Whether you’re out on the links pounding the pill, cruising through the community, or running shuttles at the campsite, there’s really no more convenient way to get around in style than a golf cart. Golf carts haul clubs, gear, people, coolers: You name it. Unfortunately, all golf carts share one common weakness: Flat tires. From the humble Club Car to the wildest one-off custom cart on the course, if your ride has a flat tire, you won’t be going anywhere. A flat tire doesn’t have to ruin your day though: Below we’ll teach you how to fix a flat tire on a golf cart in five minutes flat without any special tools.
How To Fix A Flat Tire On A Golf Cart: Step By Step Instructions
When most golf cart owners imagine getting a flat tire, their first thought is all the painstaking work that lies ahead to get their cart back up and running: Jacking the cart up off the ground, unbolting the wheel, breaking out the rasp, the tire plugs, the rubber cement… We’re here to tell you to skip all that. There’s a better way. Here’s an easier way to fix a flat that anyone can do at home.
Step 1: Prep The Tire
Leave the jack on the shelf, the wrenches in the tool box, and the innertubes in the box: You won’t be needing those. To prep your flat or leaking tire, simply roll your golf cart forward or backward a few inches until the valve stem of your tire is sitting ideally at either the 4/5 o’clock or 7/8 o’clock position, as seen above. If you can’t get your cart to roll by hand and your valve stem is not at either of these locations, don’t worry – we have an applicator that can assist!
Step 2: Deflate The Tire And Remove The Valve Core
Next, you’ll need to get any remaining air out of the tire. To do this, simply remove the top cap from your valve stem, and depress the button on the top of the schrader valve using a fingernail, a key, a screwdriver, or whatever else you’ve got on hand. Once you stop hearing air escape from the valve, you’re ready to remove the valve core.
The easiest way to do this is with a valve core removal tool, but if you don’t have one handy, don’t fret. A good set of needle-nose pliers can be used to remove and reinstall a valve core in a pinch. (If you don’t own a valve core removal tool, we will say that it’s a great little tool to keep on hand, and we’ve got a great one in our store that also happens to hold replacement valve cores. Check it out here.) Turn the valve core counterclockwise until you’re able to remove it from the valve stem and then set it aside.
Step 3: Prep Your Tire Sealant
Our tire sealant is the special sauce that makes repairing a flat tire on a golf cart so quick and easy. Our special formula uses up to 50% less sealant per tire than the competition, so you’ll only need a single 16-oz bottle to repair even the largest golf cart tires out there.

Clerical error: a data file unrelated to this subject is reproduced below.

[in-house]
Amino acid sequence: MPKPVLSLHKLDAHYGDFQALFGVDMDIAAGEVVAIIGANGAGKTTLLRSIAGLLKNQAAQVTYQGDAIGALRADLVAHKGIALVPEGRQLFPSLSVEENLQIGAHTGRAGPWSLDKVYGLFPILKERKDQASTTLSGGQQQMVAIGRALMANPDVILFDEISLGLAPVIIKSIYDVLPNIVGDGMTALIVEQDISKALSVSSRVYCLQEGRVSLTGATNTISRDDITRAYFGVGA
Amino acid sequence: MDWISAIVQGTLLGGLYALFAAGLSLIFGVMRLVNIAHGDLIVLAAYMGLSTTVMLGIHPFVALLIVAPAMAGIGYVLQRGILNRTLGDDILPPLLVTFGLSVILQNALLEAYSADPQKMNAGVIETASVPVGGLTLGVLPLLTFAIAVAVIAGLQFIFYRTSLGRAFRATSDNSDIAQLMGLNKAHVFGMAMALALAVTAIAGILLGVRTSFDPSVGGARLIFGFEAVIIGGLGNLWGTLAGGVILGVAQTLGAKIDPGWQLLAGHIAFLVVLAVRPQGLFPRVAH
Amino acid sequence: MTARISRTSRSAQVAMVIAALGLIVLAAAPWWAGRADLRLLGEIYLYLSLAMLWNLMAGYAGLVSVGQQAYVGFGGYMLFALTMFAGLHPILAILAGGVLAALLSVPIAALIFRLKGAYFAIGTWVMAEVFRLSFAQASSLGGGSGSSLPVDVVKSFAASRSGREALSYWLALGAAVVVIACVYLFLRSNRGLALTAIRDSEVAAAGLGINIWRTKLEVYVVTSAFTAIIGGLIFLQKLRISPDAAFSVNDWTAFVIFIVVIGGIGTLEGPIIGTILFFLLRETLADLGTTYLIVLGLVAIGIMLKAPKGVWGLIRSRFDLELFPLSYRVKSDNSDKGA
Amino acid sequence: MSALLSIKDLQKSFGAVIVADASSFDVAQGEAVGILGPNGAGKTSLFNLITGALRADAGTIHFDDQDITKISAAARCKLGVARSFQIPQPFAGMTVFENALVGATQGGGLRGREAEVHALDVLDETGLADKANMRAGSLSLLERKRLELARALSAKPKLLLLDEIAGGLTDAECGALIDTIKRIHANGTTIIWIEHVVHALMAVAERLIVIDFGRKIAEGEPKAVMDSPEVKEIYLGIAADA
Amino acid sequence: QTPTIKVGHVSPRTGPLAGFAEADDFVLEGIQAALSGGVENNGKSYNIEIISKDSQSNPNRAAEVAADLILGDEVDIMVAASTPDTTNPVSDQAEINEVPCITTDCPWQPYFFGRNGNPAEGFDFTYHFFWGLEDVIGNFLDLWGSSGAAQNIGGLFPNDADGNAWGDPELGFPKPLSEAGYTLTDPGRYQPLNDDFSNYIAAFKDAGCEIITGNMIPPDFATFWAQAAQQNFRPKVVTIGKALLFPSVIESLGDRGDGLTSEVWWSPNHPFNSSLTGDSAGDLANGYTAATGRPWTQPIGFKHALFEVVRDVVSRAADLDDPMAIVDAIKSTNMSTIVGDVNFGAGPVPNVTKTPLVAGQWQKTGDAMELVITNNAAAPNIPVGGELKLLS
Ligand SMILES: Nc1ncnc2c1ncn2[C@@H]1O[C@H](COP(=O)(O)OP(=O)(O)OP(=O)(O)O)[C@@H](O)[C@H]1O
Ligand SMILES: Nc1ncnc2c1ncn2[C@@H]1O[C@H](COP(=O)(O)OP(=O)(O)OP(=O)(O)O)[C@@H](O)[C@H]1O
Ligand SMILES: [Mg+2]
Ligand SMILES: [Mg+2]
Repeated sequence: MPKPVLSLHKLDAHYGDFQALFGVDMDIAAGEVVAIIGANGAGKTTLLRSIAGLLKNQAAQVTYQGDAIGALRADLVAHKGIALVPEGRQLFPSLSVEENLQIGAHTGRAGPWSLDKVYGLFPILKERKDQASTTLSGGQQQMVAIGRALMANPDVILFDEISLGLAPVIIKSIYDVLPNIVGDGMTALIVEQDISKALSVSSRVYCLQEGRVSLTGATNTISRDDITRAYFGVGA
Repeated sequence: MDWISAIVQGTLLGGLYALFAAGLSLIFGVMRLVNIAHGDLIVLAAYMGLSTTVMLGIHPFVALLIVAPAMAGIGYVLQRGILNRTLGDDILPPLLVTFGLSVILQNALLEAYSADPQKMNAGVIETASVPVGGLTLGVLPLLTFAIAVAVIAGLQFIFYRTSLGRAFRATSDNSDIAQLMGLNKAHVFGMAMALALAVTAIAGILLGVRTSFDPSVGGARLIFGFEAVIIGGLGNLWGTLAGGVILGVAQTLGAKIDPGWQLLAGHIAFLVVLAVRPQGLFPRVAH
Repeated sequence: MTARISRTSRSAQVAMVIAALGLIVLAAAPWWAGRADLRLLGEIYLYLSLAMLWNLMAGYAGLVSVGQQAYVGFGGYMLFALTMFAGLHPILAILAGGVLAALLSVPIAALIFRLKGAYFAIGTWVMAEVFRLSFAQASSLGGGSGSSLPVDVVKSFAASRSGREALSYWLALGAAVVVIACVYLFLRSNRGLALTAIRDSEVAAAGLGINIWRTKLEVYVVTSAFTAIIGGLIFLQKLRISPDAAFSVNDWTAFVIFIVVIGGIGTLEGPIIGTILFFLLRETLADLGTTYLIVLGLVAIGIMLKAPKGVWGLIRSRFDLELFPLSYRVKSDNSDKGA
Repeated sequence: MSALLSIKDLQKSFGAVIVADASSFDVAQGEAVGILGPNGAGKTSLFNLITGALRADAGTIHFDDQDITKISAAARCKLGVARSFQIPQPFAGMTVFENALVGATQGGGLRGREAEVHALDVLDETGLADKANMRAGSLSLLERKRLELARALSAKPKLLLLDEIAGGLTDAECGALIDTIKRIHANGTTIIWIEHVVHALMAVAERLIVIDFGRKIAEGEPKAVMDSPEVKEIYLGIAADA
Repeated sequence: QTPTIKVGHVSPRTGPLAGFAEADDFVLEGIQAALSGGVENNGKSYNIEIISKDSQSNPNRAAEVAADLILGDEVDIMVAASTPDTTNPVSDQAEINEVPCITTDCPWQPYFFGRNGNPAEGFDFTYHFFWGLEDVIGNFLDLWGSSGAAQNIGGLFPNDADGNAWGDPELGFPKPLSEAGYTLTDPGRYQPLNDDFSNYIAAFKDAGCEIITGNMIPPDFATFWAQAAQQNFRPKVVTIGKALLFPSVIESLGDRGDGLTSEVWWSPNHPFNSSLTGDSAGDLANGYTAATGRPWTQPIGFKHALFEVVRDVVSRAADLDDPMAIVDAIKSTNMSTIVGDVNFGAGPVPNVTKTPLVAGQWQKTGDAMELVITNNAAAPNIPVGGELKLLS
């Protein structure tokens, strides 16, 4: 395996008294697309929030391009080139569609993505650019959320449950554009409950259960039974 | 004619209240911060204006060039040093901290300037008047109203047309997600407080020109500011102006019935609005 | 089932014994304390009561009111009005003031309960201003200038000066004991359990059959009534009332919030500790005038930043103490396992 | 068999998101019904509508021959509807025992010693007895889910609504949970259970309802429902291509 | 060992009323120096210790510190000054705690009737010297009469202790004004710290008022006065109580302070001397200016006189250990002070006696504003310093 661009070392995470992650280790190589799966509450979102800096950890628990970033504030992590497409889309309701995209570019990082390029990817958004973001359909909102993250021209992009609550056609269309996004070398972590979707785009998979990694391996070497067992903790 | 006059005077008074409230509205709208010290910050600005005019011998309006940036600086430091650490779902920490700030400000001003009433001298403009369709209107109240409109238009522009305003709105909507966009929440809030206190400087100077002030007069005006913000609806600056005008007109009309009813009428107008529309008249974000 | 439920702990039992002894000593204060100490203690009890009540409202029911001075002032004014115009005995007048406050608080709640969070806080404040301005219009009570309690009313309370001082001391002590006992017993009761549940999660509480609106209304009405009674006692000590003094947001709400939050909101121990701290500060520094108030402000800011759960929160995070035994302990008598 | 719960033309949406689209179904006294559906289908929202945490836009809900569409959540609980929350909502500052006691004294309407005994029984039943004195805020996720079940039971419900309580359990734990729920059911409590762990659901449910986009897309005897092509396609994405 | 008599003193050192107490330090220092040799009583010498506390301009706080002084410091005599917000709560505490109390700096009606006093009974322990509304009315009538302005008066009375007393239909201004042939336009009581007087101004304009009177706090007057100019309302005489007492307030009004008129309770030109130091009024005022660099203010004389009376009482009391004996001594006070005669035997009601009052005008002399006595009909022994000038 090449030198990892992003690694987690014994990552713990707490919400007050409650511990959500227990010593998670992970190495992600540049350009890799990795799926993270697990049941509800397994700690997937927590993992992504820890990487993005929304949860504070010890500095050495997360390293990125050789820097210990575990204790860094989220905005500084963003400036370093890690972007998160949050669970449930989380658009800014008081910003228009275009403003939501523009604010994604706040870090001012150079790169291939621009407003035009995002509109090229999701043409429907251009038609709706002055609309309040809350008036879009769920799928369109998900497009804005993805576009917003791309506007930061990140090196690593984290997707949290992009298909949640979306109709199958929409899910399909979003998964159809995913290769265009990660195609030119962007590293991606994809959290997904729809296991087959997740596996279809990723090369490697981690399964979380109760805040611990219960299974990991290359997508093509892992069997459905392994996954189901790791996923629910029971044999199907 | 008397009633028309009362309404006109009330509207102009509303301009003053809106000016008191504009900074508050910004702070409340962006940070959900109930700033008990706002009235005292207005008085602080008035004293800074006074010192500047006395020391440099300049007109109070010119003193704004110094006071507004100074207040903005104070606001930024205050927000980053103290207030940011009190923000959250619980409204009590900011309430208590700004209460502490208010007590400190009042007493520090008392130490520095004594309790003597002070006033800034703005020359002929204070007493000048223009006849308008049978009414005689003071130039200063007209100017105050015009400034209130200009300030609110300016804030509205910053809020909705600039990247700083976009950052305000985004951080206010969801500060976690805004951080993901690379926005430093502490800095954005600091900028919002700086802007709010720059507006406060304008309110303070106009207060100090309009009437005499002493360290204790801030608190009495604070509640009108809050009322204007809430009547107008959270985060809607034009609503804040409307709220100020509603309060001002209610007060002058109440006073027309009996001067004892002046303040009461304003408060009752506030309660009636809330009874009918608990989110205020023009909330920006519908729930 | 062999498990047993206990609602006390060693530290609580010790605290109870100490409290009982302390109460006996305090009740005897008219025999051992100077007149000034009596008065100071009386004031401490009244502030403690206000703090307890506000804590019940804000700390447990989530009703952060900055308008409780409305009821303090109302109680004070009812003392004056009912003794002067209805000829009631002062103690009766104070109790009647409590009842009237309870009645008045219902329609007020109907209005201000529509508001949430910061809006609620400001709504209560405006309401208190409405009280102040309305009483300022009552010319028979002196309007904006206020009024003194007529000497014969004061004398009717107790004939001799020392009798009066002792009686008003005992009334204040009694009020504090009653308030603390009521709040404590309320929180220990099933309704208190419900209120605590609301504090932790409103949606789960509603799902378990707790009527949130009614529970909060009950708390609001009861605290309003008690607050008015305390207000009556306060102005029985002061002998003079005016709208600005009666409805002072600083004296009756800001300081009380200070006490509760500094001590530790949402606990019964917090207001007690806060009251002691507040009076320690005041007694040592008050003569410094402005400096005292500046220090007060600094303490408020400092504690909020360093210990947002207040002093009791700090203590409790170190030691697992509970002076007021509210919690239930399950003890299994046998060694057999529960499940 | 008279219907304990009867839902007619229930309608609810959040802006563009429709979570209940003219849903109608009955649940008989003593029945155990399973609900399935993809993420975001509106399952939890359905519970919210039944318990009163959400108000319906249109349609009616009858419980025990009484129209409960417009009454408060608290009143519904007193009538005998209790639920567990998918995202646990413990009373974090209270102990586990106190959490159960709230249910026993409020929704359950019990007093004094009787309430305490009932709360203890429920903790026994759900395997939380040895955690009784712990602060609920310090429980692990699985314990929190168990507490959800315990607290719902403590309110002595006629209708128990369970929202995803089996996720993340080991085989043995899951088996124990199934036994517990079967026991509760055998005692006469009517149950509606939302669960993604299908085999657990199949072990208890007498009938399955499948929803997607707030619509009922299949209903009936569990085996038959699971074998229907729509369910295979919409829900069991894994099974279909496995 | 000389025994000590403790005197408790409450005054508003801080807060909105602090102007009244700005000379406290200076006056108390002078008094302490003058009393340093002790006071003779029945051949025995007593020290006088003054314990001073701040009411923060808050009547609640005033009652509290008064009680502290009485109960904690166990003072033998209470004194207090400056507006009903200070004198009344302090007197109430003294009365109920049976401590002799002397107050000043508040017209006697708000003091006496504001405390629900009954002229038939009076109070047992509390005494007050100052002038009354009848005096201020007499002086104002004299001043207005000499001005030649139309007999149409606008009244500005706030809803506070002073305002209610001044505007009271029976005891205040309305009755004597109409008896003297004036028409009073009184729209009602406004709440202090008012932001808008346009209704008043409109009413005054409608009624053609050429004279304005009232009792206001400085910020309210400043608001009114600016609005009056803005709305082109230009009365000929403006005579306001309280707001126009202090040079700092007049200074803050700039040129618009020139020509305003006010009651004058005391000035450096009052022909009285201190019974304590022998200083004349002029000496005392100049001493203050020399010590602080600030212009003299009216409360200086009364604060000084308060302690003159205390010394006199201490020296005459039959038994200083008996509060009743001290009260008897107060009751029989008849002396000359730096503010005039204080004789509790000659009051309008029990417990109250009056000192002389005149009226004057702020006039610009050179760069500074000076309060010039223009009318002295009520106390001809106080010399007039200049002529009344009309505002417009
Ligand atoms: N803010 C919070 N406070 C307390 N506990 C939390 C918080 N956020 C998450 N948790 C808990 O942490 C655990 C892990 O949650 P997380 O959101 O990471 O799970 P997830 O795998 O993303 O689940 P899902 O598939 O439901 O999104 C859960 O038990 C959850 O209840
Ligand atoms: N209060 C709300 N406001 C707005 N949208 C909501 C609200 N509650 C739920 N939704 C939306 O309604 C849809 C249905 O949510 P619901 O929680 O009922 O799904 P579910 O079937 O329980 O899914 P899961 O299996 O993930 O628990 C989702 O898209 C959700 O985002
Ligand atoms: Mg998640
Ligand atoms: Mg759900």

To prepare your sealant, turn the bottle upside down and shake it up for several seconds to get it properly mixed.
Optional: Attach Sealant Applicator
Technically this step is completely optional, as our sealant can be poured straight from the bottle thanks to our tapered end cap, but many users find attaching our threaded sealant applicator hose directly to the valve stem makes it easier to keep sealant from ending up on the garage floor. Completely up to you, but if you want to simplify the process even further, you can pick up an applicator in our store along with your sealant when you go to check out.
Step 4: Pour In Sealant
Now that your sealant is shaken up and ready to go, all you have to do is pour the recommended amount directly into your valve stem. You’ll find a handy measuring guide down the side of the bottle to take the guesswork out of pouring, as well as a handy sealant calculator on our website you can plug your tire dimensions into to find the right amount of sealant. It should look something like this for a standard golf cart tire:
Step 5: Reinstall The Valve Core
Once you’ve got the proper amount of sealant in the tire of your golf cart, it’s time to reinstall the valve core. To do this, simply grab your valve core tool of choice and turn the core clockwise back into the valve stem until it’s fully seated.
Step 6: Reinflate Your Tire To Its Normal Pressure
Now that your valve core is back in place, you’re able to reinflate the tire to your normal running pressure. We generally recommend using an air compressor to save time if you’ve got one handy, but a hand pump works just fine in a pinch.
Step 7: Go For A Ride. You’re All Done.
Believe it or not, that’s all there is to learning how to fix a flat tire on a golf cart: You’re done. The only thing left to do is go cruise. That’s because the rotation of your golf cart’s tire is all Stan’s Sealant needs to get to work. As the tire rolls, the sealant you’ve just put inside works its way around, fully coating the inside surfaces of your tire.
This will not only completely seal your current flat, but it also keeps your golf cart protected from future flat tires for up to two years or more.
Don’t Wait For Flats To Happen To You.
Stan’s Sealant is great for fixing all kinds of flats once they happen.
What’s even better, Stan’s can prevent flats from ever happening in the first place.
Stan’s Sealant is formulated for whatever lies ahead, and that means you don’t have to wait for flats to happen to put it to work. Pick up a bottle or two today in convenient 16 ounce and 32 ounce sizes to protect your tires and make sure a flat never comes between you and a job well done again.